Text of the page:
If you do agile software development in a non-trivial domain, with more than a few developers and over a not so short time period, I think that some level of automated testing will be the most cost efficient way to go as it is either that or a lot of manual downstream regression testing that ensures that features checked off in earlier iterations doesn't break.

Ayende Rahien


I wasn't clear. That WAS an agile project.

Ayende Rahien


And it was big, extremely non trivial, had a reasonably sized team and went on for a long time

Joakim Sundén

Well, sometimes you're just lucky I guess... :-)

Of course you have a point, but what I also was trying to point out was that it still does not say much about what "agile" is or is not. You will always be able to find exceptions to the rule, but what are the main criterias for deciding if a project is agile or not, "the bare minimum aspects of Agile project" to quote your introduction?

Wether you choose to interview prominent "agile gurus" or survey (succesful) agile projects (like Scott Ambler does, who coincidentally mentions testing as one of perhaps four core tenets of agile) I think you will find that testing is a core practice.

Agile schmagile - why does it matter? I think it matters because most agile teams will probably find it difficult to succeed without focusing on testing. Agreed? :-)

Mauricio Aniche

I am using TDD for the last six months and I could see that my softwares are getting much better and lots of problems I am getting on the tests.

Another interesting thing I can see is that when a new developer is allocated in the project, he can understand it better when looking to the tests.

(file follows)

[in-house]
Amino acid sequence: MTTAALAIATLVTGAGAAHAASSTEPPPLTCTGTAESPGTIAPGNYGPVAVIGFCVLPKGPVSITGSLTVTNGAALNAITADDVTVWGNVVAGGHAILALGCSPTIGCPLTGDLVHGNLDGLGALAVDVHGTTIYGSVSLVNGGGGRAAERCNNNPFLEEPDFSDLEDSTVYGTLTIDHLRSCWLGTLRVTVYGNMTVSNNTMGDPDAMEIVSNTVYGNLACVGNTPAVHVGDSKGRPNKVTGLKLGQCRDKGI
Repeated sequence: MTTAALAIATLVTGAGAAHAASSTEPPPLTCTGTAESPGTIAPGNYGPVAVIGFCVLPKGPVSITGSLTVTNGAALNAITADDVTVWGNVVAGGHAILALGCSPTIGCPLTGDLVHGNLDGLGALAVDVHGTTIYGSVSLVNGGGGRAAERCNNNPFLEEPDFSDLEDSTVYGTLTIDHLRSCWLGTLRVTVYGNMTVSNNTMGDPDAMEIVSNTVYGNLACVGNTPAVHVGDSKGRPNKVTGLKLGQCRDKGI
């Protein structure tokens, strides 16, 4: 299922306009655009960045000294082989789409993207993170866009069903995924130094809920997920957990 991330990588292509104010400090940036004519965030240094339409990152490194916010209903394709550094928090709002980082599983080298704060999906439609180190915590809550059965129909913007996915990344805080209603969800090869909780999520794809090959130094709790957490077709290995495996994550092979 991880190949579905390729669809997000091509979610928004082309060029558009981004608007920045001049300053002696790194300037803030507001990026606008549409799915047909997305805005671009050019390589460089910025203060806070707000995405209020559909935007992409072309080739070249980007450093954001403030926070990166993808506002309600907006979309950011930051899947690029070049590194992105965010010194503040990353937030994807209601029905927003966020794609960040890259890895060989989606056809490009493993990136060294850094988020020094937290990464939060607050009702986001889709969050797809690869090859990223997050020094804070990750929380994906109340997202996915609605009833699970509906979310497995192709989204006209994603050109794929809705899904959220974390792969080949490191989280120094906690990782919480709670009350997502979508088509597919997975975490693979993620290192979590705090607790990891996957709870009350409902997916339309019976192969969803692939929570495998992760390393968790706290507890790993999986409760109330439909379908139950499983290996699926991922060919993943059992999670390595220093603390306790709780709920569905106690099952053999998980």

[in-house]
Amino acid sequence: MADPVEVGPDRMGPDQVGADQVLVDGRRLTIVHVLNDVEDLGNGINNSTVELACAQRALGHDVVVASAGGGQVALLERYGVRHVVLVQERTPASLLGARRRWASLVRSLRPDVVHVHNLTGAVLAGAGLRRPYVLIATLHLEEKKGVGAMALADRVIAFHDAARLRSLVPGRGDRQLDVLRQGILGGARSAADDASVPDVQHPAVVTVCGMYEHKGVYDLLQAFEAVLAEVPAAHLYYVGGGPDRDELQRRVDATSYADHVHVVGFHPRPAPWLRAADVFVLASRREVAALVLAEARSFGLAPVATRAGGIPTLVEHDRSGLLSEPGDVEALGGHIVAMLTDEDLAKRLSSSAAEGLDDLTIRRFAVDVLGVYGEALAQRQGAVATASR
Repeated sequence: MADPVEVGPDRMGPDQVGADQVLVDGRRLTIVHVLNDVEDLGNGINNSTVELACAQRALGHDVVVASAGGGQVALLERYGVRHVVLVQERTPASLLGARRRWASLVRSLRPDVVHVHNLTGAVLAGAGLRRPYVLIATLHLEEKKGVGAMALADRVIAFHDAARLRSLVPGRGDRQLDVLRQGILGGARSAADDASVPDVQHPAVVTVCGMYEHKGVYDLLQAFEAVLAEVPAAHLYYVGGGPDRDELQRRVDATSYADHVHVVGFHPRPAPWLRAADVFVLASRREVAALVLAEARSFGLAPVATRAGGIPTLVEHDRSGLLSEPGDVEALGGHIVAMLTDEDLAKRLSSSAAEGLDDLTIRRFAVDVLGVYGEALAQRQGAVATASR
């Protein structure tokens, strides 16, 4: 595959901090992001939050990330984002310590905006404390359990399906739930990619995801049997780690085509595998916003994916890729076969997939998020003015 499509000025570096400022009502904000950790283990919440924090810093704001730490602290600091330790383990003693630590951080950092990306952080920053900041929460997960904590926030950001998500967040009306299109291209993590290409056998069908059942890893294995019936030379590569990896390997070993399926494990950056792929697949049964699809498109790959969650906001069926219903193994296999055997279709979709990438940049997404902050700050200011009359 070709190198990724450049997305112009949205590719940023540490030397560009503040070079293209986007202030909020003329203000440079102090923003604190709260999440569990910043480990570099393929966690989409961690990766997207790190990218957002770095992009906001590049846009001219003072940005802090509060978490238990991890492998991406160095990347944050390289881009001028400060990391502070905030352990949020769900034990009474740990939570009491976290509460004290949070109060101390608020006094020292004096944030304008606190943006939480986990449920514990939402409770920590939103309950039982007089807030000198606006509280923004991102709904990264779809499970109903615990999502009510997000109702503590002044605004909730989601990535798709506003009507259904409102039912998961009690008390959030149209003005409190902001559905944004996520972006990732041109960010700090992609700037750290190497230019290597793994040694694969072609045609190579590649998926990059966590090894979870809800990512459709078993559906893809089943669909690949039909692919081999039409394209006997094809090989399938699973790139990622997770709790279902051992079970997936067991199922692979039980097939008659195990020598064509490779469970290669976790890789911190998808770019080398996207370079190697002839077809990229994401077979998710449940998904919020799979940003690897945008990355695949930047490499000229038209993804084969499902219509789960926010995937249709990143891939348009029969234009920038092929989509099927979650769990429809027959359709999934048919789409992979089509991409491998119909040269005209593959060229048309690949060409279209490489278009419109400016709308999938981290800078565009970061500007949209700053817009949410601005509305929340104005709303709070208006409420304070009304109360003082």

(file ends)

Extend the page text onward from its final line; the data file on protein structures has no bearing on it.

About time, I am not sure if TDD spends more time. All the time you spent creating the tests is saved during the maintenance phase.

I agree with you about your metric. Shipping the software very often is the best way to detect defects.

As people above me said, "there's no magic formula", and TDD WILL NOT save all your projects!

Steve Gentile

Interesting you say this - all good.

I heard a comment recently 'the whole point of doing asp.net mvc is to unit test - where are the tests...'

To me, that isn't the 'whole point' - mvc is an architecture. Sorta in the same light as people saying 'I use IoC to help in testing'

I use mvc, ioc, etc.. because I consider them to be good proven architectual approaches to building my code, not just because it's easier to test.

I do like tests, but not in the approach of 'I must have 99% coverage' - but more as a tool to help in design and prototyping. Especially with domain/service logic where I want to run it outside of the UI. - Firing up the web page, clicking 3 times to execute Service 'xyz' ends up taking alot of time. Having a test the executes the service is much easier to test and debug. In that regards, it quickly throws out the 'it takes too long to build tests', in those situations I end up saving alot of time and the side benefit is others can see what the service does by looking at the test. So those are the benefits of testing I think. Not a 'every single function in your app needs a test' mentality. Sure that is good if you have resources, I think - but not always possible